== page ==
Identification, Images, & Information
For Insects, Spiders & Their Kin
For the United States & Canada
Clickable Guide
Moths Butterflies Flies Caterpillars Flies Dragonflies Flies Mantids Cockroaches Bees and Wasps Walkingsticks Earwigs Ants Termites Hoppers and Kin Hoppers and Kin Beetles True Bugs Fleas Grasshoppers and Kin Ticks Spiders Scorpions Centipedes Millipedes

Calendar
Upcoming Events

Discussion, insects and people from the 2018 BugGuide Gathering in Virginia, July 27-29

Photos of insects and people from the 2015 gathering in Wisconsin, July 10-12

Photos of insects and people from the 2014 gathering in Virginia, June 4-7.

Photos of insects and people from the 2013 gathering in Arizona, July 25-28

Photos of insects and people from the 2012 gathering in Alabama

Photos of insects and people from the 2011 gathering in Iowa

Photos from the 2010 Workshop in Grinnell, Iowa

Photos from the 2009 gathering in Washington

TaxonomyBrowseInfoImagesLinksBooksData
Photo#66669
Isodontia philadelphica - female

Isodontia philadelphica - Female
Snowhill Road north of Cabin Branch Creek, Treyburn area, Durham County, North Carolina, USA
July 26, 2006
Size: 20 mm
Size estimated. Taking nectar on Hoary Mountain-mint, Pycnanthemum incanum, or a similar species. This looks very similar to a wasp identified by Eric Eaton as Isodontia philadelphica, compare:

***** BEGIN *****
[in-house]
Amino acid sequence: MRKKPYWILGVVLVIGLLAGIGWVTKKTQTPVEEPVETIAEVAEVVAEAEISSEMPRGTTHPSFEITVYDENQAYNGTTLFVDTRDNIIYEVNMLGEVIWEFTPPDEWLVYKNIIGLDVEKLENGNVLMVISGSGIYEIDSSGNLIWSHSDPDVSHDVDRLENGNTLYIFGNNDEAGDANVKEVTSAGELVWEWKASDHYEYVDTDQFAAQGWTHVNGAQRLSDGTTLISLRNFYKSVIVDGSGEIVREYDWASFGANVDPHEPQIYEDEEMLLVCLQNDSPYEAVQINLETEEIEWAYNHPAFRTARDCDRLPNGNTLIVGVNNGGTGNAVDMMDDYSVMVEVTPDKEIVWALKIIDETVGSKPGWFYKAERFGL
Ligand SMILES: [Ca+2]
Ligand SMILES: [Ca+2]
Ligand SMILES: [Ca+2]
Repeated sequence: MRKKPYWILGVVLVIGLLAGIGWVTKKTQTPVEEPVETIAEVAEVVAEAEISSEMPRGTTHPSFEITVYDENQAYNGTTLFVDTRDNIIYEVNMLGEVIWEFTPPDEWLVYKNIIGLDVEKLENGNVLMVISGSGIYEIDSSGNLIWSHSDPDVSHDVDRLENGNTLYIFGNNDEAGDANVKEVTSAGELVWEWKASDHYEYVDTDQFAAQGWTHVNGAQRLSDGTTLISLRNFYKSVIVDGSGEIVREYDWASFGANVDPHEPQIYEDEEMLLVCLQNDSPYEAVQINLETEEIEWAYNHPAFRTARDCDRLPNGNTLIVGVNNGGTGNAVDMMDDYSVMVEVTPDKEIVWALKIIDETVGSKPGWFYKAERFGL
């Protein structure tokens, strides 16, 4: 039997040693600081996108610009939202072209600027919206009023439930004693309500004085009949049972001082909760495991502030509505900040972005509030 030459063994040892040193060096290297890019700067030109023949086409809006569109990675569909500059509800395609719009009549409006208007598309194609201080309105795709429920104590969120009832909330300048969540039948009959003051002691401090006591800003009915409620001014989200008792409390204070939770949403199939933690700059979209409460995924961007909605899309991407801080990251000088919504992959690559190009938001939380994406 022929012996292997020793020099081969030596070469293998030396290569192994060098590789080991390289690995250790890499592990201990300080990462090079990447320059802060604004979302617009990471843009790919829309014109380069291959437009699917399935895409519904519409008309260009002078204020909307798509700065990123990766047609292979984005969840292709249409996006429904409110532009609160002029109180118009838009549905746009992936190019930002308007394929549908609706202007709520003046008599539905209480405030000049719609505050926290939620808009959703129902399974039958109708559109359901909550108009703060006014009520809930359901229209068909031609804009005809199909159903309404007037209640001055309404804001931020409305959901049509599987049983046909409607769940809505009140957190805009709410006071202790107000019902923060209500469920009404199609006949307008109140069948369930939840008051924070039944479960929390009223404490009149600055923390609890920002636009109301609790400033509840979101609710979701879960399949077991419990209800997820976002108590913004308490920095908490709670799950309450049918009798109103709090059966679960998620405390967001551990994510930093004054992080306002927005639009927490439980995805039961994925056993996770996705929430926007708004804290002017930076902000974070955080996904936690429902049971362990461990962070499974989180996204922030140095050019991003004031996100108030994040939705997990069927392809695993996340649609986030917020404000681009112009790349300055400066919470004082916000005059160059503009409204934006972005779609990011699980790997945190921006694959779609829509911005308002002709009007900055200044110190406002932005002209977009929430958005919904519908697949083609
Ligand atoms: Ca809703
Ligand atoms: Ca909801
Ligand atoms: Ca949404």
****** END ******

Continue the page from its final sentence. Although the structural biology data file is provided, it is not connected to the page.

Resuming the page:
(Eric verifies this--see comments.)
This is a pretty common species in the North Carolina State University Entomology Collection. I know species identification in this genus is tough. This one, with its blue-black wings, does look different than the ones I usually see, which have more brownish wings:

Those are likely I. mexicana and/or I. apicalis, based on Eric Eaton's identifications, and I. mexicana is common in the NCSU collection, linked above.

Yes.
Excellent image, Pat! You can clearly see this is a stocky insect, with long, heavy, BLACK pubescence, and violet wings. Unmistakable, once you learn those field marks. Sphex pennsylvanica, which could be confused with this species, almost never hold their wings at an angle when nectaring.

Comment viewing options
Select your preferred way to display the comments and click 'Save settings' to activate your changes.